Beijing’s 528m Citic Tower opens to the public

Kohn Pedersen Fox’s Citic tower, Beijing’s tallest building, has opened to the public.

The 528m-high tower, which is located in the city’s 30ha central business district, will be the headquarters of state-owned financier Citic Heye Investment.

KPF says the project was intended to be a model for "supertall architecture".  It was inspired by the shape of a "zun", a vase-shaped wine carrying vessel in use in Bronze Age China. This accounts for the tower’s distinctive shape, with its rounded corners, 78m-wide base, 54m-wide middle and 69m-wide top.

The project will connect to an underground pedestrian passageway system, the B2-level roadway and four subway lines across three stations.

The tower will contain the headquarters of the Citic Group and Citic Bank, as well as rented office space and a multipurpose business centre.

Robert Whitlock, KPF’s design principal, said: "Imagining the city’s tallest tower as a representation of its history and people, we approached the building as a public entity in our design.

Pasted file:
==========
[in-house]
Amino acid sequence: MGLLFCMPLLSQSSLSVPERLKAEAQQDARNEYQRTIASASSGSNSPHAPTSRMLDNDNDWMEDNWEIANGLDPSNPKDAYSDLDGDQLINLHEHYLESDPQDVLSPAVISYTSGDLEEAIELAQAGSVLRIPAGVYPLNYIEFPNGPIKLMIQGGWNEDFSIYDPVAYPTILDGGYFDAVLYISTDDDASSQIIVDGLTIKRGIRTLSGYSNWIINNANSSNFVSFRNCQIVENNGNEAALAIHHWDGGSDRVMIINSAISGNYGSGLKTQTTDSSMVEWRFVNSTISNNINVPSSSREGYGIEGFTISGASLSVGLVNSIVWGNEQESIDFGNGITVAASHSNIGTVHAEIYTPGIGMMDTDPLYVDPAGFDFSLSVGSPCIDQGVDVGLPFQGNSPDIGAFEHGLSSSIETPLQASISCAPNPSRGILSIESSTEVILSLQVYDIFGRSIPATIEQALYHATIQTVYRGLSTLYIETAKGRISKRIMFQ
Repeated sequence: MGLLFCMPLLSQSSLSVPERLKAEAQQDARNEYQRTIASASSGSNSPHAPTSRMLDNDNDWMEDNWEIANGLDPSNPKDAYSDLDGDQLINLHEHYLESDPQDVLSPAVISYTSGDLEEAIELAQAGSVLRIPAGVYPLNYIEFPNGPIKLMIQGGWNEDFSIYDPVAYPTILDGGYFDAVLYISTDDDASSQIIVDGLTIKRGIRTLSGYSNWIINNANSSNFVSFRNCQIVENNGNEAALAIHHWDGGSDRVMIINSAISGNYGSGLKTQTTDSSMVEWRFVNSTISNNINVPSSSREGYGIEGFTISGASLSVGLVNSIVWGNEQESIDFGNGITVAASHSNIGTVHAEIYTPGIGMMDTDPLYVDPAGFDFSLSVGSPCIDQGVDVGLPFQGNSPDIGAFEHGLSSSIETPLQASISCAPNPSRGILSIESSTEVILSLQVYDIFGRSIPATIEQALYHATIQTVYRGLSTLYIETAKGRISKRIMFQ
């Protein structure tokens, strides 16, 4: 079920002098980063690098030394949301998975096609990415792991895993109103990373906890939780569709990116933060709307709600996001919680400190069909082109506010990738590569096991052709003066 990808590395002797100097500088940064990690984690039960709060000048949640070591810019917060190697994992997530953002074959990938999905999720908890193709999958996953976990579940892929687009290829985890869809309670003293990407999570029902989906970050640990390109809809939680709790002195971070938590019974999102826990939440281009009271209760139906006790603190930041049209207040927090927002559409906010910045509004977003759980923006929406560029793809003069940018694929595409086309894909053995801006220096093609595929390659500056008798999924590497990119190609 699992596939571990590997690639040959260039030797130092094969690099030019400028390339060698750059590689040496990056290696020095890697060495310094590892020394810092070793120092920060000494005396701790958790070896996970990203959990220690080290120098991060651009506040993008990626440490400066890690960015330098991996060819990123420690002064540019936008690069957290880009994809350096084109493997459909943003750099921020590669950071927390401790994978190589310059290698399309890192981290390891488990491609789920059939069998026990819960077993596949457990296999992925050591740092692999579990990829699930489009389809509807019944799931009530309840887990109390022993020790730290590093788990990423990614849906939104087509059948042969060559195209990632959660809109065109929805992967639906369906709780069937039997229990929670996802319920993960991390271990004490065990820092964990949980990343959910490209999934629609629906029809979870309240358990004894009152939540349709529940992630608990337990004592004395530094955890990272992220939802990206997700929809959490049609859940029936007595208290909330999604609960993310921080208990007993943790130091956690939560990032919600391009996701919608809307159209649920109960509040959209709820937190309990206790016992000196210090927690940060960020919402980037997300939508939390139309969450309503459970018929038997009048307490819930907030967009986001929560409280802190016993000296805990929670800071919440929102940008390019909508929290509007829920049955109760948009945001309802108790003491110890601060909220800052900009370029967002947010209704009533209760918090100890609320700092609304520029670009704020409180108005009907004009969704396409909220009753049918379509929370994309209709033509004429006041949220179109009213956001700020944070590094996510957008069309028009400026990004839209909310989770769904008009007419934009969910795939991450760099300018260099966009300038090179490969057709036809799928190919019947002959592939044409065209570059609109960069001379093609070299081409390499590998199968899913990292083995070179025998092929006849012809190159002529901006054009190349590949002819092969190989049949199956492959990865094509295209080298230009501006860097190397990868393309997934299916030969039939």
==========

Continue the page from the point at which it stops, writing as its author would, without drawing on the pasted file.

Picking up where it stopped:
"The curtain wall, a light and delicate layer, folds out at the base and signals the building’s various entry points. It appears to float above the ground plane, evoking the human scale and activity that occurs at its base and ultimately promoting public engagement with the architecture and the district on a whole."

Li Lei, KPF’s design director, said: "KPF’s goal for Citic Tower was to create a centrepiece for the new CBD that would elicit harmony with the historic capital while proposing aspirational and contemporary architecture.

"We abstracted the zun’s elegant form and focused on its gradual transformation, applying this motif across immense scales: from the tower’s overall massing, all the way down to its curtain wall, entry vestibule and interior detailing."

Earlier this year, Brooklyn’s tallest tower topped out at 219m; this was also designed by KPF.

Images courtesy of KPF

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